Because that’s the other facet of death, the what comes after. After finishing Outer Wilds, I stopped trying to figure that out. My grandpa Yesh passed away in 2018, years after a cancer diagnosis and many, many years after being born (but how many, we’re not sure). One of his doctors told him “you don’t die from prostate cancer, you die with prostate cancer.” So even though he was going through a rougher patch than usual that spring, I didn’t cancel my flight across the country to attend my niece’s first birthday party. When I left for the airport, I told him “see you when I get back.” He died the morning of my return flight.

It took a while, but I don’t beat myself up about it. I could fill a book with memories of my grandpa Yesh. I still lapse into his accent and mannerisms when joking around with my family. I had moved to Florida the year before to be with him and make those extra memories. Not that being there at the exact moment would have been meaningless, but placing so much weight on the event itself does a disservice to the lifetime that preceded it.

My uncle Sonny passed away in 2019. I had moved into my grandpa’s place, and Sonny lived in a unit one floor up. He could connect to our wifi and send stuff to our printer, and I would run it up to him. One day that fall I went up to drop off something someone else had printed for him, said “I’m always downstairs if you need anything else,” and left. There are more details, but they’re not mine to tell, and a few days later he was gone.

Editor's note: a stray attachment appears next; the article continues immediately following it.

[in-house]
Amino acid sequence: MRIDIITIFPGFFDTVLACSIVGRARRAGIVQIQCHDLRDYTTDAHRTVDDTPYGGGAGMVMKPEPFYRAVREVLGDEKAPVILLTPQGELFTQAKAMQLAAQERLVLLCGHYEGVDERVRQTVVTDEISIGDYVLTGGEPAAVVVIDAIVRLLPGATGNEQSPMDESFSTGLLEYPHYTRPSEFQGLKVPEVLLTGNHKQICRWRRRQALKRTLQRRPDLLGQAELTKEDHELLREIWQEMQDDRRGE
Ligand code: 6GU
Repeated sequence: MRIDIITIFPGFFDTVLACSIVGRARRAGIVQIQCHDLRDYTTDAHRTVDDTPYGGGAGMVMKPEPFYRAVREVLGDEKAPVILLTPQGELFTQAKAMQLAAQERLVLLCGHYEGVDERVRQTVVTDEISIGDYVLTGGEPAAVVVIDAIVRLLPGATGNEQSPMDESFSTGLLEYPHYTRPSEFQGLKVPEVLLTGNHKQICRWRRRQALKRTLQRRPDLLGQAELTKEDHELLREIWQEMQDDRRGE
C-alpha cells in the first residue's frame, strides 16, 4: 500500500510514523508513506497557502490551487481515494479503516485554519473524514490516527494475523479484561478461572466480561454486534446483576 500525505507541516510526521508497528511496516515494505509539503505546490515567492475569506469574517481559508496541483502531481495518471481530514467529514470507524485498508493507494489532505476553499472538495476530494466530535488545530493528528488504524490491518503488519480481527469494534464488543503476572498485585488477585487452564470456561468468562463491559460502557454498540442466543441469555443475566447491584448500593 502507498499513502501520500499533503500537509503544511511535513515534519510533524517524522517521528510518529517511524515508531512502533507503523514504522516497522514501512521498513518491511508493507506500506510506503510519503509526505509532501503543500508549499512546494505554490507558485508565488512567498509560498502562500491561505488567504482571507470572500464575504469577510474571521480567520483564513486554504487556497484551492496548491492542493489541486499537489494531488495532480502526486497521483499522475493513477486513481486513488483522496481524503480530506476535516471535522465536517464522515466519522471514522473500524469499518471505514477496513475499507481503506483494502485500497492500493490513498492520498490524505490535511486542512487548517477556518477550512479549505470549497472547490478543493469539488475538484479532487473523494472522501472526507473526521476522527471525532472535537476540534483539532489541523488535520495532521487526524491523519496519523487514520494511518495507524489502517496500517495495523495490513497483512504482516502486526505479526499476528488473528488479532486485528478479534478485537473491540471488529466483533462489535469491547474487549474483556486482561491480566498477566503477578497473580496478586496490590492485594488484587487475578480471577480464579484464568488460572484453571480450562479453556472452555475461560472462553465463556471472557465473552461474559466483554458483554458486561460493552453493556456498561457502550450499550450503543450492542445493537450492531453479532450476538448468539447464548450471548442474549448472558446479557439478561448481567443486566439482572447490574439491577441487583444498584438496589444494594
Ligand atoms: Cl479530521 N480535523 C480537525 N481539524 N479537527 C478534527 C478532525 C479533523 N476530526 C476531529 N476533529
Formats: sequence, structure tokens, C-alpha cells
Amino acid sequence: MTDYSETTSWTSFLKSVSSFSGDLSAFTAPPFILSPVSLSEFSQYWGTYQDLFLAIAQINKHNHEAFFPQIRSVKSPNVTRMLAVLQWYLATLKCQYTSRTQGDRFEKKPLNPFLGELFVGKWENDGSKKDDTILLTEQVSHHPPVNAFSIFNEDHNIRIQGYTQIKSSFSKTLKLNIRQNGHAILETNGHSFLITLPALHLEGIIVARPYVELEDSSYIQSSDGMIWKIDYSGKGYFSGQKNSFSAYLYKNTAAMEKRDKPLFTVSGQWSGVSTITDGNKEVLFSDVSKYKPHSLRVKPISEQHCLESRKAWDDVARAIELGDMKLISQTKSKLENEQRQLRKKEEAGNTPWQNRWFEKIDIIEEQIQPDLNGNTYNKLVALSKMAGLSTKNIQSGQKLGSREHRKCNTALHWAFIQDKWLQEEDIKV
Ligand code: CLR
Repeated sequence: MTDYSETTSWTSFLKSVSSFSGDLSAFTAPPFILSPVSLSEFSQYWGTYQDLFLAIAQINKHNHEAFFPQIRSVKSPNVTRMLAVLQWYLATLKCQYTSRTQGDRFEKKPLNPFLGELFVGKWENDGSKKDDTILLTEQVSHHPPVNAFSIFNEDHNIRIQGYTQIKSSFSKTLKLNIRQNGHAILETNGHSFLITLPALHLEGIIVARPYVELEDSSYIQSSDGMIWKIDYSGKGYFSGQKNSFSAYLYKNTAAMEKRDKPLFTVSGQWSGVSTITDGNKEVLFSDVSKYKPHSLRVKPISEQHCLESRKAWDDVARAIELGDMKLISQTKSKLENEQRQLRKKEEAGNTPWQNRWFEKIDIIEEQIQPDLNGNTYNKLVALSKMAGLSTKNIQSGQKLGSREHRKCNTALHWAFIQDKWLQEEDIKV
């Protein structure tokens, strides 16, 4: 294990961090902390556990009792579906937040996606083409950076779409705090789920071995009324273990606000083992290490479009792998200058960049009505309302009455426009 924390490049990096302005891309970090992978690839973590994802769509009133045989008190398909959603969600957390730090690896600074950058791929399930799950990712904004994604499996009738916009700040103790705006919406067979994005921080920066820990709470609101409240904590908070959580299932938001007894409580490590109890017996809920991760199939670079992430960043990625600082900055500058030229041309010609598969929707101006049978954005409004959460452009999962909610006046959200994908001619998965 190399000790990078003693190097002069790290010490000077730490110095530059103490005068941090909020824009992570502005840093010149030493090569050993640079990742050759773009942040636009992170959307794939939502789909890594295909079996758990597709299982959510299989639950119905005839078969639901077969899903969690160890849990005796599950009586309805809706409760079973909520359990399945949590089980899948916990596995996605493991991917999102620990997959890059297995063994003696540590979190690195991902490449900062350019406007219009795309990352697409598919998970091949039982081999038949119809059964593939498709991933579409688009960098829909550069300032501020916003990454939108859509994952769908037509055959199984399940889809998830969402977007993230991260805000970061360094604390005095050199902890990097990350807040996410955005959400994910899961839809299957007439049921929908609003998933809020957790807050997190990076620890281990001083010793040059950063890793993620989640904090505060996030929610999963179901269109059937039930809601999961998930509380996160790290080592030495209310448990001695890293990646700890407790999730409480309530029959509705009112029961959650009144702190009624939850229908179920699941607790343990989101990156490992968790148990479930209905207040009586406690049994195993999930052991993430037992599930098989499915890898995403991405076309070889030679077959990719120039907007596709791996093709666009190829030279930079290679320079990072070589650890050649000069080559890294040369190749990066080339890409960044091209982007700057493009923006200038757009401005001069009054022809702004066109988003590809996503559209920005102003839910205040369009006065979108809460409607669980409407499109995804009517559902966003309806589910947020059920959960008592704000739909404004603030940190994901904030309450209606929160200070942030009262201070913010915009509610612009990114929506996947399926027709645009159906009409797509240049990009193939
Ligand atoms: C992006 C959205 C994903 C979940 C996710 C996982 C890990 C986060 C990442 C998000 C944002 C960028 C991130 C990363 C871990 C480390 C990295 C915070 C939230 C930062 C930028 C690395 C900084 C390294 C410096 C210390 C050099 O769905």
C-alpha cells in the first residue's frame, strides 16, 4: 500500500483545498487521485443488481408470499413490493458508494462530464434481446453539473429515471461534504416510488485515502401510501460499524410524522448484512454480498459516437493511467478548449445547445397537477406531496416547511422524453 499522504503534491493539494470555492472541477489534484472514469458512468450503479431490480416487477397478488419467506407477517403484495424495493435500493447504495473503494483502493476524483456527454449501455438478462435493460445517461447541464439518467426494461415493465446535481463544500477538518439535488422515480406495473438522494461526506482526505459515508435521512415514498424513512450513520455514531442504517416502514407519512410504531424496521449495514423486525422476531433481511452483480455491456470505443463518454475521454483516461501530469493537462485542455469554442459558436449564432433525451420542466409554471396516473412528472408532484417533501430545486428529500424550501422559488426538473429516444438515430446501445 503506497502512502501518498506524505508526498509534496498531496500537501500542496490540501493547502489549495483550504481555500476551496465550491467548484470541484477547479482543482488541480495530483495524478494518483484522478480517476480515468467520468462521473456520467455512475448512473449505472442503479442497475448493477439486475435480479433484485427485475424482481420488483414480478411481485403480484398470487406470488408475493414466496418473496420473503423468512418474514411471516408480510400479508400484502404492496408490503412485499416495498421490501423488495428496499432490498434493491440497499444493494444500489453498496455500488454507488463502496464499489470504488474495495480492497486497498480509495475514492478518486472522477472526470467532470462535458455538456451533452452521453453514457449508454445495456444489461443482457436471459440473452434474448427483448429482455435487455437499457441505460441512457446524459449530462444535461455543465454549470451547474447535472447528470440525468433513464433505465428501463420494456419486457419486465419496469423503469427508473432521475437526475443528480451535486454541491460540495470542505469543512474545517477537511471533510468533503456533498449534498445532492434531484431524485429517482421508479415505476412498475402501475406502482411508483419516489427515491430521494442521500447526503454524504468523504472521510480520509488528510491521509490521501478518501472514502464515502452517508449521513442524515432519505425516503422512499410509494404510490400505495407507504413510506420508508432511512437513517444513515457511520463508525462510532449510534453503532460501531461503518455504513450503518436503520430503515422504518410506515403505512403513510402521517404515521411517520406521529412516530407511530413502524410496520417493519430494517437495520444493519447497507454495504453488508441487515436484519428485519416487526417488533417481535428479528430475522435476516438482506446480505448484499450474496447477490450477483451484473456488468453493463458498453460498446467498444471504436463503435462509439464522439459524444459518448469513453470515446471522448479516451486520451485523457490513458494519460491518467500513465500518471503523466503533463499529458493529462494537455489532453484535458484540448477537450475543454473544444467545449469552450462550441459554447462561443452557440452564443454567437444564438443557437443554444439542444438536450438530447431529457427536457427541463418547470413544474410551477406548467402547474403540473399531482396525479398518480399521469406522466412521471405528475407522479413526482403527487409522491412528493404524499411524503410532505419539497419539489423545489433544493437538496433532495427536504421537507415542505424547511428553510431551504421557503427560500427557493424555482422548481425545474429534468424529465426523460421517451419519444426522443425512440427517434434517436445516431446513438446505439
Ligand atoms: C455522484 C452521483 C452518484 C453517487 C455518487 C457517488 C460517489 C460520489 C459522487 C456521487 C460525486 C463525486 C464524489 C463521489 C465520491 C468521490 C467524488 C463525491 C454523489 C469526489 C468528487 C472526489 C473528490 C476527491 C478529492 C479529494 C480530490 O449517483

The Hemingway line about bankruptcy happening “gradually, then suddenly” may as well be about death. I’ve thought about that a lot. Mike passed away this past March. He was declining at an accelerating pace, and people were coming in to spend time with him. A whole bunch of us got together at their place on a Sunday afternoon. Even though he was still cracking jokes and Venom impressions, I heard him whisper to my aunt Ceci at one point that there was “too much energy.” So we gathered our things and slid on our sandals. There were hugs and handshakes, but I hung by the door, not wanting to stir things up any more. I made eye contact with him across the room, and tried to send a glance that implied “see you later.” At least, I felt I got a similar glance back from him. He died the next morning.

I’m writing this a couple days before his memorial service, so obviously I’m still thinking about it. To have said a see you later to three close members of my family instead of a definitive goodbye ended up reinforcing my favorite memories of them, for months and years to come. So I don’t regret it. Putting so much into death and the void afterwards takes away from the rich and long story leading up to it. And as trite as it may sound, a video game that appealed to all my regular video game sensibilities and ended with a surprise reckoning about death helped me understand that.